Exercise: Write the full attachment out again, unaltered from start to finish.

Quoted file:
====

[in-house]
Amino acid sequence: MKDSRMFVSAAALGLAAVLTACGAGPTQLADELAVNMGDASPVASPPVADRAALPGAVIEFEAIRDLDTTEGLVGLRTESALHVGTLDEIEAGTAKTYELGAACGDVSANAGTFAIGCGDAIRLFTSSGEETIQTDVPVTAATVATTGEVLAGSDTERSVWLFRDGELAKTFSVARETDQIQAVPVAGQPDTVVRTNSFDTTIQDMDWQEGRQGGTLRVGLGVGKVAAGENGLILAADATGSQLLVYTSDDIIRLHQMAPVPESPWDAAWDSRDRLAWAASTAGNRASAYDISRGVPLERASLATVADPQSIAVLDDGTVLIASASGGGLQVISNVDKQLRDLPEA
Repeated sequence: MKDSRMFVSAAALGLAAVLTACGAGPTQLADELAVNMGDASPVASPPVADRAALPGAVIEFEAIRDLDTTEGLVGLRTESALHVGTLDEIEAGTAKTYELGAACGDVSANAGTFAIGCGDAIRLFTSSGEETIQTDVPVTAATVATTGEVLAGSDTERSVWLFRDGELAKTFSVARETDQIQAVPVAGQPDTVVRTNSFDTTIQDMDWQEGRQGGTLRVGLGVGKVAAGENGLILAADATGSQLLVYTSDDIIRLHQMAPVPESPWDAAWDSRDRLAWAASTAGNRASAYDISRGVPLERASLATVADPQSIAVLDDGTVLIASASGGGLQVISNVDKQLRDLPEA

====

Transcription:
[in-house]
Amino acid sequence: MKDSRMFVSAAALGLAAVLTACGAGPTQLADELAVNMGDASPVASPPVADRAALPGAVIEFEAIRDLDTTEGLVGLRTESALHVGTLDEIEAGTAKTYELGAACGDVSANAGTFAIGCGDAIRLFTSSGEETIQTDVPVTAATVATTGEVLAGSDTERSVWLFRDGELAKTFSVARETDQIQAVPVAGQPDTVVRTNSFDTTIQDMDWQEGRQGGTLRVGLGVGKVAAGENGLILAADATGSQLLVYTSDDIIRLHQMAPVPESPWDAAWDSRDRLAWAASTAGNRASAYDISRGVPLERASLATVADPQSIAVLDDGTVLIASASGGGLQVISNVDKQLRDLPEA
Repeated sequence: MKDSRMFVSAAALGLAAVLTACGAGPTQLADELAVNMGDASPVASPPVADRAALPGAVIEFEAIRDLDTTEGLVGLRTESALHVGTLDEIEAGTAKTYELGAACGDVSANAGTFAIGCGDAIRLFTSSGEETIQTDVPVTAATVATTGEVLAGSDTERSVWLFRDGELAKTFSVARETDQIQAVPVAGQPDTVVRTNSFDTTIQDMDWQEGRQGGTLRVGLGVGKVAAGENGLILAADATGSQLLVYTSDDIIRLHQMAPVPESPWDAAWDSRDRLAWAASTAGNRASAYDISRGVPLERASLATVADPQSIAVLDDGTVLIASASGGGLQVISNVDKQLRDLPEA